Producers Preparing For Possible Return Of Bird Flu

chickensNorthwest Iowa — Northwest Iowa egg and poultry producers are preparing for a possible return of avian influenza this fall as migrating wild waterfowl are again flying over. The bird flu wiped out 34-million chickens and turkeys on 77 Iowa farms this spring. Randy Olson, executive director of the Iowa Poultry and Egg Association, says experts’ predictions about the fall migration are varied.

The U-S-D-A is preparing to handle an outbreak on more than 500 farms this fall, which is twice the scale of the spring outbreak.

Last month, Ames-based Harris Vaccines received conditional federal approval for its avian influenza vaccine, which is reported to be up to 95-percent effective. The U-S-D-A has hired around 200 of a planned 350 additional veterinarians, animal health technicians and other workers should a bird flu emergency occur. Olson says those are very positive moves.

If there’s another avian influenza outbreak this fall on the scale of last spring, Olson says it would be devastating to the industry.

Osceola County Acquires New Life Saving Device

Water RescueSibley, Iowa — The Osceola County Sheriff’s Office has added to their arsenal of lifesaving equipment with the addition of a device designed for water rescue situations.

Sheriff Doug Weber says the ARM-LOC device is designed to slide onto a victim’s forearm, at which point a lanyard is pulled that causes a CO2 cartridge inside the ARM-LOC to inflate the device, which allows the victim to be pulled from the water with the use of the attached rope without the need for the victim to actually hold onto a rope during the rescue process.  He says the device can also help the victim float if it’s pulled in close to the chest.  Weber says it can be deployed in seconds, and is completely reusable.  The Sheriff says the device can be especially useful in rescuing panicked victims without putting rescuers at risk.

Weber says that, while the ARM-LOC is designed for water rescues, it can also be used to help extricate someone who is becoming trapped in grain, as well as any situation where the person in need of rescue is out of reach of potential rescuers.

He says he thinks it would be particularly helpful in rescues from frozen bodies of water.

Weber says that, due to the cost of the units, his office currently has only one, but he hopes to equip each of his deputies patrol vehicles with one of these devices as time goes by, since they are most often the first rescuers able to reach a scene.

Bottorff To Serve 10 Years

Kyle BottorfOrange City, Iowa — A 19-year old Hawarden man who escaped from the Sheldon Residential Treatment Facility in August of this year has been sentenced to serve 10 years in prison.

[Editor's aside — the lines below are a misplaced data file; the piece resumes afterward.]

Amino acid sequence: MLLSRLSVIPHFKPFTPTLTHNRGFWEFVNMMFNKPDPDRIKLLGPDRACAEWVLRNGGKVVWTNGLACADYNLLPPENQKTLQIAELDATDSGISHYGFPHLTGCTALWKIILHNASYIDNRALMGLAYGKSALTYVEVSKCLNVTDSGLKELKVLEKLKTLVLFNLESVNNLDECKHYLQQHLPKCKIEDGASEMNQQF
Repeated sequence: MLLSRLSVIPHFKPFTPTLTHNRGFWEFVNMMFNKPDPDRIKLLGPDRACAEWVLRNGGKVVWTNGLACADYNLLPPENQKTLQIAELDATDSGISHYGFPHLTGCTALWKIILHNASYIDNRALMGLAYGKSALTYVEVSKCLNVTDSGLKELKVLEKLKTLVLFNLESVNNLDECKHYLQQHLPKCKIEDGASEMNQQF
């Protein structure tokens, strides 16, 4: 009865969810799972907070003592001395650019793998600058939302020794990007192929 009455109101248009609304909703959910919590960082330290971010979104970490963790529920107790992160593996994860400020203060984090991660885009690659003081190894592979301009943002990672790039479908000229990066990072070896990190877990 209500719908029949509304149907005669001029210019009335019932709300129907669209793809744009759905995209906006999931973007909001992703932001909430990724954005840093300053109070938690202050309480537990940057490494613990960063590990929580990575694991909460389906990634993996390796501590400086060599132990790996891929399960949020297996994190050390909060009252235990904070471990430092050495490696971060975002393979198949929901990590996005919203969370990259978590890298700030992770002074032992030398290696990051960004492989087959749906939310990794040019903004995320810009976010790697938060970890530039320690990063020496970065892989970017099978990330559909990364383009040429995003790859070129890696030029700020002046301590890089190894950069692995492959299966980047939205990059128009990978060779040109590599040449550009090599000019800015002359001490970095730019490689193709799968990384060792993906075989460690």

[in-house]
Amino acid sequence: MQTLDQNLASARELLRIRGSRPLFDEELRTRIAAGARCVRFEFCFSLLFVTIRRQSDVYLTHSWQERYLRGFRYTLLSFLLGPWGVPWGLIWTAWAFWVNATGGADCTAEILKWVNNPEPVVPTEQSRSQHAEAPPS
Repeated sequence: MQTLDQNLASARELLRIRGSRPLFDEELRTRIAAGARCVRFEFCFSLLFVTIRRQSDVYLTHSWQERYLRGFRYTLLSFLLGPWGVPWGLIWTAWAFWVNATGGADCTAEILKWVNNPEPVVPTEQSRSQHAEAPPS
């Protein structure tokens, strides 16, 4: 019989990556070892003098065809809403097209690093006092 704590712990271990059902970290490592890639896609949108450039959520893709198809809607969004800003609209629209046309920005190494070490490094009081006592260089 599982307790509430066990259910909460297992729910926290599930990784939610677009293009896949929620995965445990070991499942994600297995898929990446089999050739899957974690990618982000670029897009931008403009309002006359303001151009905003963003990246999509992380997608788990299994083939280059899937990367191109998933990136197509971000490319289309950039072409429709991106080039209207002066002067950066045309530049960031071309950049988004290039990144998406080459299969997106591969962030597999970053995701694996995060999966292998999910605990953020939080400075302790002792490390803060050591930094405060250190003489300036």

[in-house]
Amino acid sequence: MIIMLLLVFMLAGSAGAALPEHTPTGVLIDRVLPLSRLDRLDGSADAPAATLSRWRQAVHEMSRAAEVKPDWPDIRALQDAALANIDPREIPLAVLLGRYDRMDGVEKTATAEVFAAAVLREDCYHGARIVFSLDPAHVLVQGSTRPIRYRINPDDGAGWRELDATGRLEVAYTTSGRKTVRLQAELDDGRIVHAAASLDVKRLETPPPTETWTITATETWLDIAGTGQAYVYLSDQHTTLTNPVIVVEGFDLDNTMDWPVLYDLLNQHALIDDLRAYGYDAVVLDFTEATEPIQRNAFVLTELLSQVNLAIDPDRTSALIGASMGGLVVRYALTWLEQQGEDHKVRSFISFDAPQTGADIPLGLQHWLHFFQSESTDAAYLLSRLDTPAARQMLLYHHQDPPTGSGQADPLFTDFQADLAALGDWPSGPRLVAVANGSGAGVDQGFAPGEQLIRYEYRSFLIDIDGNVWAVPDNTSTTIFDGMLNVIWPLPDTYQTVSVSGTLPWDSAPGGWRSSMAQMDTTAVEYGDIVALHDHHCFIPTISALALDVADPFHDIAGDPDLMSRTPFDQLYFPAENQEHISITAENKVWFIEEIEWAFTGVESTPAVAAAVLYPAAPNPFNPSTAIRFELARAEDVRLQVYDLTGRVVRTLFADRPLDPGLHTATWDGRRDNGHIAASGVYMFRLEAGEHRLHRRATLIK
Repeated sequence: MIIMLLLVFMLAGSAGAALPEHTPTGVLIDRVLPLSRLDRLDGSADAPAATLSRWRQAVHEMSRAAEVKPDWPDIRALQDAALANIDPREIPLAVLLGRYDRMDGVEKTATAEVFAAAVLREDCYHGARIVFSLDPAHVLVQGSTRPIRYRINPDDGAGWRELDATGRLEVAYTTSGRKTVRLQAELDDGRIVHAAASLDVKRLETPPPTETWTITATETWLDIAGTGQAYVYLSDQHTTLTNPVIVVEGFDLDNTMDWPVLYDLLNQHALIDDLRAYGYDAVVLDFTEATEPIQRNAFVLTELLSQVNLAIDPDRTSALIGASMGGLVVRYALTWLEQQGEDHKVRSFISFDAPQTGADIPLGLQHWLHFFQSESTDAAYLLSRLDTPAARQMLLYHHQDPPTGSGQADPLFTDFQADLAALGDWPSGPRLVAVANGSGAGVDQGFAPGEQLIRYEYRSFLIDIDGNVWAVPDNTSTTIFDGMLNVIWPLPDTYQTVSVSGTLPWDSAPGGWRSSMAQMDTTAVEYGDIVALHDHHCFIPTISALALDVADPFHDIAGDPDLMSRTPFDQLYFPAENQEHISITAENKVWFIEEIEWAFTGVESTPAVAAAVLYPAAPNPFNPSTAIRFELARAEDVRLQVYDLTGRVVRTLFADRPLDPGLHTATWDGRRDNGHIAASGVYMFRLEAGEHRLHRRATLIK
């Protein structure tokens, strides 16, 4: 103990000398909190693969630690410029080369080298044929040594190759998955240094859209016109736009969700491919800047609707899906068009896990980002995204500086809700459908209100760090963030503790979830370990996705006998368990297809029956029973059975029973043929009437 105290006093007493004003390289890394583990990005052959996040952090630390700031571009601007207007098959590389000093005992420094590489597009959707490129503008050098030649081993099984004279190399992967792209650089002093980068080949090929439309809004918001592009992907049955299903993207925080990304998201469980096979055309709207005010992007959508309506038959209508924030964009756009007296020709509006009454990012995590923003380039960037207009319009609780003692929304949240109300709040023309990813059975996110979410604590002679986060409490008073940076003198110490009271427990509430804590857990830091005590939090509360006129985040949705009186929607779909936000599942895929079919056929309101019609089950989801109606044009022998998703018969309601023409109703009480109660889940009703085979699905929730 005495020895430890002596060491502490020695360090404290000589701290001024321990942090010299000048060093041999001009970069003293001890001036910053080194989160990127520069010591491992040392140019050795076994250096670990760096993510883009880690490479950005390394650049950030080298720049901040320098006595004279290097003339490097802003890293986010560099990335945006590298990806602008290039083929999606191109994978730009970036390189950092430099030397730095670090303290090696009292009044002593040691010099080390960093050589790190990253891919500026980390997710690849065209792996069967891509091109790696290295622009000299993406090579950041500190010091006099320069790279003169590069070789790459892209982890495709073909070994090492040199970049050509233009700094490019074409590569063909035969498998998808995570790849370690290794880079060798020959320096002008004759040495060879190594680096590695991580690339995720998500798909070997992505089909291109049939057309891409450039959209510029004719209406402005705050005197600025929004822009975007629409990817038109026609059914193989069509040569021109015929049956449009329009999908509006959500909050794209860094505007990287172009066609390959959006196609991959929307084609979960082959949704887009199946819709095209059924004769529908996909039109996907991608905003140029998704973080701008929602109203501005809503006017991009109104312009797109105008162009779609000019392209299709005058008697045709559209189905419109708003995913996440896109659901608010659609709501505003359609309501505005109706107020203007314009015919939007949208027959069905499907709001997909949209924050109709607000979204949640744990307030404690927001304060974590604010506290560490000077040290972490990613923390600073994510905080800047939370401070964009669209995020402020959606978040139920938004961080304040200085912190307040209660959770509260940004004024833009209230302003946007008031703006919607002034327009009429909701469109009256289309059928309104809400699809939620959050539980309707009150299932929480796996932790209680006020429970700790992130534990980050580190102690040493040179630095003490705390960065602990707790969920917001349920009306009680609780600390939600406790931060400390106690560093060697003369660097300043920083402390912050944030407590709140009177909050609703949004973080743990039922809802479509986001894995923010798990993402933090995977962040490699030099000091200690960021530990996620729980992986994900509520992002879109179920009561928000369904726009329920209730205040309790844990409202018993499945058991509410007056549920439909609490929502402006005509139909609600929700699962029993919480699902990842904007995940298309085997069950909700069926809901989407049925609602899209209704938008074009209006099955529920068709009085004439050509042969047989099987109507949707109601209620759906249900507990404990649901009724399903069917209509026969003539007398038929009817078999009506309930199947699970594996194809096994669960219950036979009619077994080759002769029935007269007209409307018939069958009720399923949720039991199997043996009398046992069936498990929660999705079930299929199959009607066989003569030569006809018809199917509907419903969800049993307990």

Sioux County Attorney Thomas Kunstle says that 19-year old Kyle Bottorf had originally pled guilty to  six counts of Burglary in the Third Degree, in connection with numerous burglaries in the Hawarden area.  Kunstle says each count was a class D felony.  Kunstle says Bottorff was given a 10 year suspended prison sentence and required to reside at the Sheldon RTF.  Kunstle says that, on August 28th of this year, Bottorf was discovered to have escaped from the RTF.

Kunstle says Bottorff appeared in Sioux County District Court in Orange City Monday, where he received the 10-year sentence for violating the probation that had originally sent him to the Sheldon RTF.  He says Bottorff was ordered to report to the Sioux County Jail before being transferred to the Iowa Deparment of Corrections.

Council To Talk About Rec Trail

new Sheldon signSheldon, Iowa — The Recreational Trail Project is the only new business item listed on the agenda for the Sheldon City Council to discuss at their meeting Wednesday October 21st. The Council will address an engineering proposal for approximately 6900 feet of additional rec trail in the new park on the East side of the City. The project would involve construction of a ten foot wide trail in and around the park according to the Master Plan for the area.

Beck Engineering of Spirit Lake estimates that the project would cost approximately $490,000 and could be constructed all at once or in phases and they would charge $19,500 for their engineering services. If the agreement is approved by the council, Beck Engineering will begin their work this month and have a preliminary design with the City Staff in November. They would have the plans and estimated construction cost ready for the city in December.